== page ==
Northern Roman Limes (borderline) on UNESCO list ?


The Living Force
Source (Dutch only): Nederland wil Romeinse Rijksgrens op Unescolijst

DeepL Translator said:
Netherlands wants Roman border on Unesco list


The Limes border runs right through the Netherlands - Image: Ministry of Education, Culture and Science

NOS News - Culture & Media - Today, 16:48

The former northern border of the Roman Empire is a unique and irreplaceable monument that should be on the UNESCO World Heritage List. This is what the Netherlands and Germany think, which is why they jointly propose the Lower Germanic Limes for the list. A decision will be taken next summer.

The Northern Limes (the Latin word for border) ran 2000 years ago along the Rhine, right through the Netherlands. To protect this border, the Romans built watchtowers and army camps here. At Nijmegen, Valkenburg, Leiden, Woerden, Bunnik and Arnhem traces thereof can still be seen, as just like in Germany.

"The large number of remains of all kinds of Roman fortifications in our soil makes the ancient border region an important archaeological monument," says Minister Van Engelshoven of Culture. There are a total of 19 sites in the Netherlands and 25 in Germany.

If heritage is added to Unesco's list, this means that national governments must make an effort to preserve it. Currently, there are ten Dutch places on the list, including the windmills of Kinderdijk, the Wadden Sea, the ring of canals of Amsterdam, and the Van Nelle factory in Rotterdam.

Translated with (free version)


The Living Force
Source: Two more Dutch sites added to Unesco cultural heritage list -

Two more Dutch sites added to UNESCO cultural heritage list

July 27, 2021

The Lower German Limes and the ‘Colonies of Benevolence’ in Groningen and Drenthe are to be added to the UNESCO world heritage listing, officials from the world body have decided.

The decision means there are now 12 Dutch cultural locations and one natural site on the official list.

The Limes (paths) (border line) are one of the frontiers of the Roman Empire in Europe and ‘provide a fine example of the development of an urban infrastructure in a region without central places, illustrating the spread of Roman administrative and architectural traditions,’ Unesco said.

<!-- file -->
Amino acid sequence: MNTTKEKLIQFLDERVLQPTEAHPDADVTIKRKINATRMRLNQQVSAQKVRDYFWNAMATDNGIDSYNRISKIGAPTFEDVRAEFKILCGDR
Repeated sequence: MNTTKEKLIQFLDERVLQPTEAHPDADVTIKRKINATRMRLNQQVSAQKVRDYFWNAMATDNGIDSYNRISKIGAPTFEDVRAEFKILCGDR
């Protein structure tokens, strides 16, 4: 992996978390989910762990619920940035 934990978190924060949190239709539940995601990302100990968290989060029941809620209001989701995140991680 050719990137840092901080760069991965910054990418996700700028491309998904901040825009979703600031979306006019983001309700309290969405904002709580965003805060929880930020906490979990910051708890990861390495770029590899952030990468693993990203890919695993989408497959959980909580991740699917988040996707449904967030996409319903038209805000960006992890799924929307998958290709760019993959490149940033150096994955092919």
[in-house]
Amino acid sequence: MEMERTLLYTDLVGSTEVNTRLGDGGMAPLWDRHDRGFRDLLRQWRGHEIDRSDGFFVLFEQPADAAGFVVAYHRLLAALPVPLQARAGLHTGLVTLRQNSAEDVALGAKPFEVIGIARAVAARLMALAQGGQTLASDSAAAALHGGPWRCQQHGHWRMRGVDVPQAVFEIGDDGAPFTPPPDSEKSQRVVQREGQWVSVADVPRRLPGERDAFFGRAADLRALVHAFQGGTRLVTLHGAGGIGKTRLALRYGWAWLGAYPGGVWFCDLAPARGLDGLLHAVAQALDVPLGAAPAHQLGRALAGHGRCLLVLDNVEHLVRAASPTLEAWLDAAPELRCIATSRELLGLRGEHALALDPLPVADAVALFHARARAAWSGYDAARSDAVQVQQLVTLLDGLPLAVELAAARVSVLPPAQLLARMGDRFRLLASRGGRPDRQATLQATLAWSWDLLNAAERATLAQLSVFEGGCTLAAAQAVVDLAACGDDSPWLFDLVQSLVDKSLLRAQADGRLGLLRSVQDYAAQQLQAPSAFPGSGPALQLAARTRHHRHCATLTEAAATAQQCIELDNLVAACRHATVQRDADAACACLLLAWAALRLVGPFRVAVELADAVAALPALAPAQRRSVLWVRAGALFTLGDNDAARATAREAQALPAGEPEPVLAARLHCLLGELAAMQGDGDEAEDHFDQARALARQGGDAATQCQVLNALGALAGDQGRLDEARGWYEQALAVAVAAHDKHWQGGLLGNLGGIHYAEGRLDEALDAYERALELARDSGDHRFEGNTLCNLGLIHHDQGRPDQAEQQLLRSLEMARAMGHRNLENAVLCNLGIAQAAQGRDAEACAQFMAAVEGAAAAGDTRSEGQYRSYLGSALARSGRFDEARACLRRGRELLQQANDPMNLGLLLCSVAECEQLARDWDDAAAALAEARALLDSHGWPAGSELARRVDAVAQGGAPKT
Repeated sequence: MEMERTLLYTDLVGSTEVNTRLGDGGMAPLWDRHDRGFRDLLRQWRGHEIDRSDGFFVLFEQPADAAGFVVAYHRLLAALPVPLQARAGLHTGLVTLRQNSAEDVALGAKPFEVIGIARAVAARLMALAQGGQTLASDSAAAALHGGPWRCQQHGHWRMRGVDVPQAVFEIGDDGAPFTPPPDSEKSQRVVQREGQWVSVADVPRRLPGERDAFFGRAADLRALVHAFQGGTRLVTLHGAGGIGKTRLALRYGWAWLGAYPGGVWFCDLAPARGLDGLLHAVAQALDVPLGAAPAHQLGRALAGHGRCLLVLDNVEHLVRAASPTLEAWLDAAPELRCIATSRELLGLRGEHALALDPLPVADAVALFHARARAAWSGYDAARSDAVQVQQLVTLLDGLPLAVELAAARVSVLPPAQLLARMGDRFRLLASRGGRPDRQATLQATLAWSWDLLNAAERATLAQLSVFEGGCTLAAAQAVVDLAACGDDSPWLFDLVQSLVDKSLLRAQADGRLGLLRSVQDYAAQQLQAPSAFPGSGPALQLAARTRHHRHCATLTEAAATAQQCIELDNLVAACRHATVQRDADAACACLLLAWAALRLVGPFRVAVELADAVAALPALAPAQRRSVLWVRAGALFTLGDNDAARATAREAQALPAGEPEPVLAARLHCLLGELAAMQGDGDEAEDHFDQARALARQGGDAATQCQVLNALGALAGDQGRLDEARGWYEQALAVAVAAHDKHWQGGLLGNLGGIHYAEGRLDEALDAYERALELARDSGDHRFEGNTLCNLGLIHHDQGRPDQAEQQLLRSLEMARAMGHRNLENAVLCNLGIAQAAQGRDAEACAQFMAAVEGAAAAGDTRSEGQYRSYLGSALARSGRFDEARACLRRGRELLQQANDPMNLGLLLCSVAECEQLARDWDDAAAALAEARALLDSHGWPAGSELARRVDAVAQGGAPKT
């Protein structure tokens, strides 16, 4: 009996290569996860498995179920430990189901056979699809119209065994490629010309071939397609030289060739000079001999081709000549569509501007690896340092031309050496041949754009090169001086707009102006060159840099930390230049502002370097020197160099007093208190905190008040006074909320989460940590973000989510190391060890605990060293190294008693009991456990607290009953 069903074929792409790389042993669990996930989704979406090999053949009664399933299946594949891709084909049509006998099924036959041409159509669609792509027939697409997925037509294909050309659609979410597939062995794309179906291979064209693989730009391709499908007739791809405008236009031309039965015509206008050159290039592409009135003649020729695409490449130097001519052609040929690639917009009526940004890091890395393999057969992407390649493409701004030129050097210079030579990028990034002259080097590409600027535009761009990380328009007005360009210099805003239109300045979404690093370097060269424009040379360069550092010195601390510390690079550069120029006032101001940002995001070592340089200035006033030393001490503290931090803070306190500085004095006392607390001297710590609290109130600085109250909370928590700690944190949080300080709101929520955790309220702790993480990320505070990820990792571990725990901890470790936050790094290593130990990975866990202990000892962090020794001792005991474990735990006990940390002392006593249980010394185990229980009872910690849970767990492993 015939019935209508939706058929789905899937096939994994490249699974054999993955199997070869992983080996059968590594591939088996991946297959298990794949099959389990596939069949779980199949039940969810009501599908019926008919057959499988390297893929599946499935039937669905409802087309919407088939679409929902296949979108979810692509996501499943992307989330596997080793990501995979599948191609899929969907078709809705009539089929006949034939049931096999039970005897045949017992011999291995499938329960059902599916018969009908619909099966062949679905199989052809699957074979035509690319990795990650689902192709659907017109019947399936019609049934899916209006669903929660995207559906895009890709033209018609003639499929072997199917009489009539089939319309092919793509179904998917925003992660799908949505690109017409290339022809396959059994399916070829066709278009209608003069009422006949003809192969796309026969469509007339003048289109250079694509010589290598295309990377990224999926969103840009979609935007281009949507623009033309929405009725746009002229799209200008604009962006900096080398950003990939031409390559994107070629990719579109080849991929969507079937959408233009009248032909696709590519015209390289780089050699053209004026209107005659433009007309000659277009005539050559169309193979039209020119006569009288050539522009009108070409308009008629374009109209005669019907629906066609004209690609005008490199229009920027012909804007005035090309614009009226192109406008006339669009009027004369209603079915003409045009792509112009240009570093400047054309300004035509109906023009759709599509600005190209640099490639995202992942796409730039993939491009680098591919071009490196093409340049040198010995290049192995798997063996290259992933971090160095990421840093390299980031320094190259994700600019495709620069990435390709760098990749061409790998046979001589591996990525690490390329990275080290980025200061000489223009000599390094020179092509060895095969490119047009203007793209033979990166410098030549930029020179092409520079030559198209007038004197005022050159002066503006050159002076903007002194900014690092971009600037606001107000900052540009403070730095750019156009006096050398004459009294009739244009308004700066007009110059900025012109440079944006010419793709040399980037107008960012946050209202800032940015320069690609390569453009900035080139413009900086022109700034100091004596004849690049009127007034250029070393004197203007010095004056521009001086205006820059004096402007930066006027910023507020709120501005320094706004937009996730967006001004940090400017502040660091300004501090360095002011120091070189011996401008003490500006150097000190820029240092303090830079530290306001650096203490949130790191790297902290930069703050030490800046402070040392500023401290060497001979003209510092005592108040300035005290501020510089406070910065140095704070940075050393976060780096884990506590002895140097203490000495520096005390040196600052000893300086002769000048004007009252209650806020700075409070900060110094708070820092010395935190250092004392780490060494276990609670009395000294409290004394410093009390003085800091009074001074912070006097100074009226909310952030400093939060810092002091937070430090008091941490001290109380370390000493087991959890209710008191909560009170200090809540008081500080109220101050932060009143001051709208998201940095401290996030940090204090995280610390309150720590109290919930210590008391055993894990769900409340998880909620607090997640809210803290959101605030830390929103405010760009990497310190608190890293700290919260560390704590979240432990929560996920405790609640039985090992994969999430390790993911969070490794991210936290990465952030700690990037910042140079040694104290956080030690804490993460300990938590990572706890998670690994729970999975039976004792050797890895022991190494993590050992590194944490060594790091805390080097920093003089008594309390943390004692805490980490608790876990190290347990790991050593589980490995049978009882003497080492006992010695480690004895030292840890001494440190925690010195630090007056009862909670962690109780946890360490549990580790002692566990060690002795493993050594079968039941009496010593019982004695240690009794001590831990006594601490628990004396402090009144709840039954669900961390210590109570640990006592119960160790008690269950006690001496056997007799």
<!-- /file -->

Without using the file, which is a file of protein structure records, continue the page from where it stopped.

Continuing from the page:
The colonies were developed in the 19th century as social projects for poor families, orphans, ‘fallen women’, retired military personnel, beggars and vagrants. They are, according to Unesco ‘one of the most remarkable social experiments, based on 19th century, Western, Utopian thinking on the social order.’


Part of Veenhuizen, with the former workhouse - Photo: Sjaak Kempe via Flickr

Unesco includes Dutch water fortifications on heritage list after all -
Two Dutch sites named UNESCO World Heritage sites; Third location to be discussed

The Netherlands: additional evidence found near Nijmegen of Roman military aqueduct

In Dutch:
Ook Neder-Germaanse Limes op lijst werelderfgoed
Ook Neder-Germaanse Limes toegevoegd aan Werelderfgoedlijst Unesco


The Living Force
Source: Roman finds in Limes area in Utrecht unique in the world -

Roman finds in Limes area in Utrecht unique in the world

September 9, 2021


The finds are on show at Castellum Hoge Woerd. Photo: Cornutus via Wikimedia Commons

Archaeologists have found extremely rare Roman artifacts in an area of Utrecht that was once part of the Lower German Limes, the marching route which marked the frontier of the Roman Empire and which were recently declared a UNESCO World Heritage site.

The finds, which surfaced in 2019 and were only made public this week (in Dutch) after two years of conservation work, included a complete bolt head missile, and two sets of bridles and bits.

The bolt head, which would be discharged from a ballista or launching platform, measures 52.6 centimeters and is the only complete missile to have been found at a location where the Romans marched. It was one of their most formidable weapons and the pointed bolts could easily pierce iron shields.

‘The wet clay, and the lack of oxygen have preserved the objects extraordinarily well,’ city archaeologist Erik Graafstal said. A completely preserved wickerwork fish trap was found as well.

The finds will shed new light on the Roman military clothing, religious practices and trade routes of 2,000 years ago, archaeologists believe. Shards of an amphora of garum, the fish sauce beloved of Romans, for instance, showed it had traveled all the way from Pompeï to the fortified camp of Castellum Hoge Woerd.

While the fish trap and bolts are among the daily trappings of a Roman military camp, other finds, such as the bridles and bits belong in the category of ritual deposits.

A series of fibulae [brooches and pins], rings and coins as well as two jars which seems to have been pierced on purpose also seem to have been left as offerings to the gods. One of the jars bears the inscription ISPANI or Hispanis, which may point to the Spanish origin of the soldier who left it there.

The finds will be on show on open monument day (in Dutch) on September 11 at archaeology museum Castellum Hoge Woerd and will become part of a larger regional exhibition about the Limes at the Castellum at a later date.
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